The freedom of Zen is the ability to set down your problems. You can either set down your problems by attaining enlightenment, or, if you can’t wait for that, you can do it now. To set down your problems now, you recognize that your problems are a product of your thinking rather than a product of your environment. Although that knowledge may make it difficult to manage your mind, it makes it easier to handle your environment.
Thinking that a problem is real or not can be the difference between crippling anxiety and freedom. If you are faced with a hungry lion, you have a problem with your environment and you need to act accordingly. When you have escaped to safety, if you are still afraid of the lion, you have a problem with your mind, that problem is not real.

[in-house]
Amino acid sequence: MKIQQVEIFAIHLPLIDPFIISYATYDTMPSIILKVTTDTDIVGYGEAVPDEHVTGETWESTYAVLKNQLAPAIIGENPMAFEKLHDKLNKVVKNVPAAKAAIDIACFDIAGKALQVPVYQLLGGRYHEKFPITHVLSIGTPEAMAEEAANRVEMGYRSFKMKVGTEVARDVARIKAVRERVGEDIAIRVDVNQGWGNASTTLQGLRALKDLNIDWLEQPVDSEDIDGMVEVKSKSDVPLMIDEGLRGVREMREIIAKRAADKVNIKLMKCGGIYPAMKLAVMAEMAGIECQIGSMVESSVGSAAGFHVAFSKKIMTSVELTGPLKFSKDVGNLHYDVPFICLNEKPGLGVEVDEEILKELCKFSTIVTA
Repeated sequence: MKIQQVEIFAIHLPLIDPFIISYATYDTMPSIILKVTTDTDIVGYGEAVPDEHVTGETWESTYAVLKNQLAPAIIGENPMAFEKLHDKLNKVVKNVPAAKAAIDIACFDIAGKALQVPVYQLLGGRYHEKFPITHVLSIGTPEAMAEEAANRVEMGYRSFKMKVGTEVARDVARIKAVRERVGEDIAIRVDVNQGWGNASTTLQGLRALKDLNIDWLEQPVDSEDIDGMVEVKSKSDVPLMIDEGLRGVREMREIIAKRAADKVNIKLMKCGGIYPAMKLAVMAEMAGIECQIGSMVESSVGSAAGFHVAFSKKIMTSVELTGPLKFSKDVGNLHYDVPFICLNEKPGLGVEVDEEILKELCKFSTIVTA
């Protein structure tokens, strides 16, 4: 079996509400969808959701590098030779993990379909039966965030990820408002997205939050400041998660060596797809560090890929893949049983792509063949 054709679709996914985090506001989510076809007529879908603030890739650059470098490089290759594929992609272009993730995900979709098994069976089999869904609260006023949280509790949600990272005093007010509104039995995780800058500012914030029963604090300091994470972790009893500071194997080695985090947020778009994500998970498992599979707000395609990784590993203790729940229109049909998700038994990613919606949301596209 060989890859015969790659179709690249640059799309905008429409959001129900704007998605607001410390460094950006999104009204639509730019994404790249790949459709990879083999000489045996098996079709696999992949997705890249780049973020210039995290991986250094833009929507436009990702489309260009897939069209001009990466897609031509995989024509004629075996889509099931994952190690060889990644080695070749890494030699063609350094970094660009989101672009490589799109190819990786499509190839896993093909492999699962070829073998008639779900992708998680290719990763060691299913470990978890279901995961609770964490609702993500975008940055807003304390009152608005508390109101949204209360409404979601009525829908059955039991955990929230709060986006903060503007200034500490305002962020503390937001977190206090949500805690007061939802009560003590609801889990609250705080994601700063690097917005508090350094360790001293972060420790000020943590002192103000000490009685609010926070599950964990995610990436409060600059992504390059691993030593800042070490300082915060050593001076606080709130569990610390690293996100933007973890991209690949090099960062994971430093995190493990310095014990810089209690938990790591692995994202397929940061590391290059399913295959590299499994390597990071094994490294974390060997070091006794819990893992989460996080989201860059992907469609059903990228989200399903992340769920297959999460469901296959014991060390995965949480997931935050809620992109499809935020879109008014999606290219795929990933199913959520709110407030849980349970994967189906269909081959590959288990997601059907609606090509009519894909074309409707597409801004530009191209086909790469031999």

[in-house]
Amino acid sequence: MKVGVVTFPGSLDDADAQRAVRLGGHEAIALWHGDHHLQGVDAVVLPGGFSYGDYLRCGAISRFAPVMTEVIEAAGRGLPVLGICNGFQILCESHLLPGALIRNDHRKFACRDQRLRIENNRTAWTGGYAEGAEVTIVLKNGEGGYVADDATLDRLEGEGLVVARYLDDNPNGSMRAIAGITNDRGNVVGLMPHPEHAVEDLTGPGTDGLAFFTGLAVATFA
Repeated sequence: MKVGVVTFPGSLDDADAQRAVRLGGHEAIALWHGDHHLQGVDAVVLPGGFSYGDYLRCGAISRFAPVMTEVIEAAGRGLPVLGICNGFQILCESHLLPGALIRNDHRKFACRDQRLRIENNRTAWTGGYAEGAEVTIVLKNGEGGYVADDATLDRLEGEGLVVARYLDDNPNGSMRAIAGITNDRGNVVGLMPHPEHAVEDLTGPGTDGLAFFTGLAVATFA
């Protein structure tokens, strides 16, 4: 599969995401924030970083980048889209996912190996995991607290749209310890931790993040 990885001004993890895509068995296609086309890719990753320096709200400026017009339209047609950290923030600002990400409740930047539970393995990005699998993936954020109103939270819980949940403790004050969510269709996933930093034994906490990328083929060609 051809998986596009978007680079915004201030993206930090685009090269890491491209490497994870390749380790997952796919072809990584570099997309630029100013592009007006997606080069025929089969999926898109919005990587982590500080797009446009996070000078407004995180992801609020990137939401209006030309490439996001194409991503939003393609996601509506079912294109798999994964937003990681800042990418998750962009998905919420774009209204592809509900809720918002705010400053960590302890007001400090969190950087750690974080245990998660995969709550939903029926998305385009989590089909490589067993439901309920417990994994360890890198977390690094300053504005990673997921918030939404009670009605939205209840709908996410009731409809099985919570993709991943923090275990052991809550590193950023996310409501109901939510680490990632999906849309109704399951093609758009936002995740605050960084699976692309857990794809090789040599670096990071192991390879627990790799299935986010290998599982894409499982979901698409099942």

Life situations present you with a choice of action. Most of these choices we interpret as problems. The freedom comes when you learn to act without imagining that the situation demanding your action is good or bad. If the lion eats you, you’re lion food, good for the lion, bad for you. Problems come when you think the situation is bad and the idea of bad interferes with your action. This applies to all of your problems. You can deal with anything. You are free.